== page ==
Re: 110 fmj in a M1A
One of the pitfalls of deviating too far from the "standard" weight bullets of a particular caliber is bullet stability.
A bullet must spin with a minimum rate according to the Greenhill formula. This limits how long (which usually means how heavy but not always as it depends on the shape of the bullets nose) the bullet can be and still not wobble on the way to the target. Get it wrong and the accuracy can be terrible. The 168 grain Match bullet is about as heavy as you may want to go with a 1 in 11 twist, according to Greenhill.
On the other end of the scale (your situation) if the bullet is too light the hyper spin rate can tear it apart. In some cases the bullet may never even reach the target and explode from the rotational speeds the bullet was not made to handle. My experience with 52 grain "normal" bullets in a 1 in 8 twist 223 showed me that in spades, as the bullets never reached the target but disintegrated along the path to the target. A better match grade 52 gr bullet did make it to the target but the barrel really liked heavier bullets around 70 grains and gave much better accuracy with them. The 110 grainer bullets in 308 require a minimum twist rate of 1 in 17, a long way from 1 in 11 as in your gun. While you may not have trouble, the numbers say you might.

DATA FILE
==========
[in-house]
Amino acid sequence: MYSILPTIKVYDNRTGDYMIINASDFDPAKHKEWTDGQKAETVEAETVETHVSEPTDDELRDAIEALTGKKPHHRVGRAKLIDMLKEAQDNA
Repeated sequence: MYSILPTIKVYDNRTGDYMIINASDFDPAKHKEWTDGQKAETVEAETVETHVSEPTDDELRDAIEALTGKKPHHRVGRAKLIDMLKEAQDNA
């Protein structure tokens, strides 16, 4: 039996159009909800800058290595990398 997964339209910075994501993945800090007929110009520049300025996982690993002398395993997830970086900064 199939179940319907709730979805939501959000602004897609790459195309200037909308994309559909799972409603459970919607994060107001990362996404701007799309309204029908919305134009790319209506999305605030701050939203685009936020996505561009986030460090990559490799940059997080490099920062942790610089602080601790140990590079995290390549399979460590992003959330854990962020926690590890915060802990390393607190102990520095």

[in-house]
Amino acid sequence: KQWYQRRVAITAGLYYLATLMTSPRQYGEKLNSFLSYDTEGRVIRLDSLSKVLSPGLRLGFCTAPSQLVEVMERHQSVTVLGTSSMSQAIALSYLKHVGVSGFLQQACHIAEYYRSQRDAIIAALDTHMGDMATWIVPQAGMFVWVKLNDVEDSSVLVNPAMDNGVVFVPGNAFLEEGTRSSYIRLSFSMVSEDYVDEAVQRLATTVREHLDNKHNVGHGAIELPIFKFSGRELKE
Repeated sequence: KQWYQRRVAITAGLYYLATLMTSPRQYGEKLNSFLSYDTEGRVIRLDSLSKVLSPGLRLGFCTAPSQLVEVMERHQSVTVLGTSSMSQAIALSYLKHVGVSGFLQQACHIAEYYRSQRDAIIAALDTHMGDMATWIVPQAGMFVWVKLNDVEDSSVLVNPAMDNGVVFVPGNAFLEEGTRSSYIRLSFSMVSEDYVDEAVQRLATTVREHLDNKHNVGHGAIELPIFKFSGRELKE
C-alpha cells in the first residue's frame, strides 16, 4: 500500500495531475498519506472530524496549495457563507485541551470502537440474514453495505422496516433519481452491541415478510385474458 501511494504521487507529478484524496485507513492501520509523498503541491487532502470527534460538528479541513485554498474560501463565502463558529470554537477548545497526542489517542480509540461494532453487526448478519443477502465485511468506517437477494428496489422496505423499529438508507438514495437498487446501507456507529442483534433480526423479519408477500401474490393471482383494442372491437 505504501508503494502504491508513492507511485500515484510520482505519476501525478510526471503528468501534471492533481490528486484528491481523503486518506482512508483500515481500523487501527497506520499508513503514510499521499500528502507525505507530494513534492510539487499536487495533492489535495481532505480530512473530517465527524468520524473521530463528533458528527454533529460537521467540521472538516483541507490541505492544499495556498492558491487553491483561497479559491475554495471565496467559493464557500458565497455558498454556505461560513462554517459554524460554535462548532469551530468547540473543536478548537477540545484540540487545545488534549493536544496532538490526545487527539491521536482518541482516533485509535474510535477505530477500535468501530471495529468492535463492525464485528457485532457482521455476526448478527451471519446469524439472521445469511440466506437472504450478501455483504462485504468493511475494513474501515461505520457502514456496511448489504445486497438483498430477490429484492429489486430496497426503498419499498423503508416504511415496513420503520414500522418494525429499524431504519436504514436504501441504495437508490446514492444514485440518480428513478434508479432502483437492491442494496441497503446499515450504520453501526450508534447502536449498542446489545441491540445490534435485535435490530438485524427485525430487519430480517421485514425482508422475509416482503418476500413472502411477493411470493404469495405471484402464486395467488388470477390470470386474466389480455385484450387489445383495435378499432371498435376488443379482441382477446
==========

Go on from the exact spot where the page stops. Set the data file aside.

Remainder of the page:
110 grainers are a long way from the "standard" weight of 308 bullets and may be a problem. The way to still use those bullets is to reduce the velocity (a lot) but that kind of defeats the concept of fast light bullets. I think most 308 M1A shooters get the best accuracy from the match 168 grainers but of course every gun is different and yours may like some other weight and design bullet, like a 150 gr match bullet. You'll only know by trying them all and developing loads for each one.
Last edited by LDBennett; 10-05-2008 at 08:16 AM..